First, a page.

As someone with the approximate artistic ability of a chair, I have always regarded artists as exotic creatures akin to wild animals - transfixing to observe from a safe distance, but ultimately as foreign and mysterious as the unplumbed depths of the Amazon. The delightful Tatanja Ross, girl-boss of her own freelance creative company On Jackson Street and bonafide artist-wild-creature in her own right, is making the secret world of creative folks accessible to average-joes like me through her photography project Thanks For Having Me. To abbreviate it, TFHM is a gorgeous look at the different, colourful and quirky spaces where some of Melbourne’s coolest new art is conceived and later, born.
I had the pleasure of chatting with Tatanja about her project, and it played out a little something like this:
Can you explain to us exactly what the Thanks For Having Me project is, and how it came to be?
Thanks For Having Me is an intimate collection of photographs from studios, homes and creative spaces that I’ve visited around Melbourne. The photographs will eventually form a publication, as I think that tangible objects, in this industry, are an important anchor to this particular time in my creative life.
The photographs shot for this project explore not only the faces behind some very popular artists known in Melbourne, but also the cognitive processes undertaken by them to fuel inspiration, productivity and comfort. I photographed what people had in their studios, how they were laid out, where they put personal things, how their professional and private life collided, what was always in their line of vision, what they have collected, how the light affected their artwork, often their posture and position in the space while working – but most importantly, how I thought their space informed their creative journey and works. I also took a lot of photos of cool pets, which was a pleasant and comforting surprise!
On what basis have you been selecting artists to include in TFHM… who makes the cut?
Many of the people involved in TFHM are friends, mentors and artists that I have interacted with through various types of social media and at creative events. A handful of them are people I have interviewed and photographed before, while many are new friends. My selection process wasn’t this or that, just people who I know don’t mind sharing photos of their studios and homes and artists I wanted to meet. I featured predominantly artists in my field, many illustrators and tactile creators. I have tried to broaden my spectrum a little bit in the past, but at the end of the day this publication is as much about me, and the way I connect with them and their space, as it is about them, so I don’t feel too guilty picking artists I like.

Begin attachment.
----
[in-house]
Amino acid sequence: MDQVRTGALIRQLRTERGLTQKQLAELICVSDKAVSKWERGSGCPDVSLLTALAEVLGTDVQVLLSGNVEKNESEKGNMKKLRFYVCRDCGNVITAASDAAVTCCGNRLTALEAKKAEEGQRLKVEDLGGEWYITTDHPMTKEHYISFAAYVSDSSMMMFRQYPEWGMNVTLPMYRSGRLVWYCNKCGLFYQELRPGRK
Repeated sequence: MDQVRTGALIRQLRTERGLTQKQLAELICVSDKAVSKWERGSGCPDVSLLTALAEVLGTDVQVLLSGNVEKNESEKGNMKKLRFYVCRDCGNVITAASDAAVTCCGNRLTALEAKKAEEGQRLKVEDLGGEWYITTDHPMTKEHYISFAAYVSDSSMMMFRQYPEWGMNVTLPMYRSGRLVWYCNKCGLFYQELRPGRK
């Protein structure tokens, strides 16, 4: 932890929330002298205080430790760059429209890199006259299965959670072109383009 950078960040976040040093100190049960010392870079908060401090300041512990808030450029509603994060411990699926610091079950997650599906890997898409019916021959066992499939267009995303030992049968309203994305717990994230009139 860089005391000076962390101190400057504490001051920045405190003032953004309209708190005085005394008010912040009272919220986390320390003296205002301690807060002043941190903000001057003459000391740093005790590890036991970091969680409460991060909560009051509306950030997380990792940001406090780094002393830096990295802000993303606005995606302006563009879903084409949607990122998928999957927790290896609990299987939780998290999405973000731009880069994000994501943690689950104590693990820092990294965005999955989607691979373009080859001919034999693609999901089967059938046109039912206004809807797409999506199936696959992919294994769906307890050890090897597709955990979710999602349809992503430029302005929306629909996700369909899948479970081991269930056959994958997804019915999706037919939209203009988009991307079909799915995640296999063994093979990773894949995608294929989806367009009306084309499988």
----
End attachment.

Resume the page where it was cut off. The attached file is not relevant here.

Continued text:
Artists have been letting you into their little creative worlds, but what is your own creative space usually like? Are you particular about it?
My work desks live in my bedroom, but as I live at home with my mum it often spreads to every corner of the house. I’m not particular about how I like to work; as long as I can moderate the noise and tolerate the temperature I can be productive anywhere. On most days I work from bed (the main joy of freelance), a sitting desk for making and a standing desk for admin/computer work. I also like having my dog around, the walls covered in photos and artwork for inspiration, lots of plants and long playlists.
Has anyone you’ve shot so far given you some serious creative space envy?
I’d happily work in any of the spaces I’ve photographed, but I think the appeal lies in the way those particular artists have made their mark. If I were to move all my things in, the context of the space would be completely different. For actual space envy I think Gemma Topliss’ light filled and plant lovin’ CBD studio has been my favourite. Content wise, I think I’d have to pick Callum Addis and Cat Rabbit’s nicely curated home and Beci Orpin’s simply because, well, Beci Orpin.
How long has the TFHM project been in the pipeline, and what is its current timeline looking like?
I started TFHM in April (although it’s only been named Thanks For Having Me for the past 2 months) and as far as a current timeline goes, I don’t have anything set in stone yet. It’s a personal project so sometimes I can dedicate the whole week and sometimes I have to put it aside for a while, but I’ll definitely aim to have it finished this year and hopefully have copies out in the world around November.
To what extent do the artists you’ve been shooting for TFHM inspire you in turn?
Oh, to the utmost extent. I am an enormous fan and supporter of every single person who features in this project, and the hospitality and support they have shown me in return has only made me love them more.
What can you tell us about the freelance life, and your experience working through On Jackson Street?
Honestly, the world of freelance is about balance. You quickly learn what your priorities are, and for me, making big money, having a burgeoning social life and sleeping at normal times aren’t a priority right now. I’ve only just started so I imagine it will become more comfortable, the routines will fall in to place and the admin side will become less intimidating but right now, being outside of my comfort zone is important.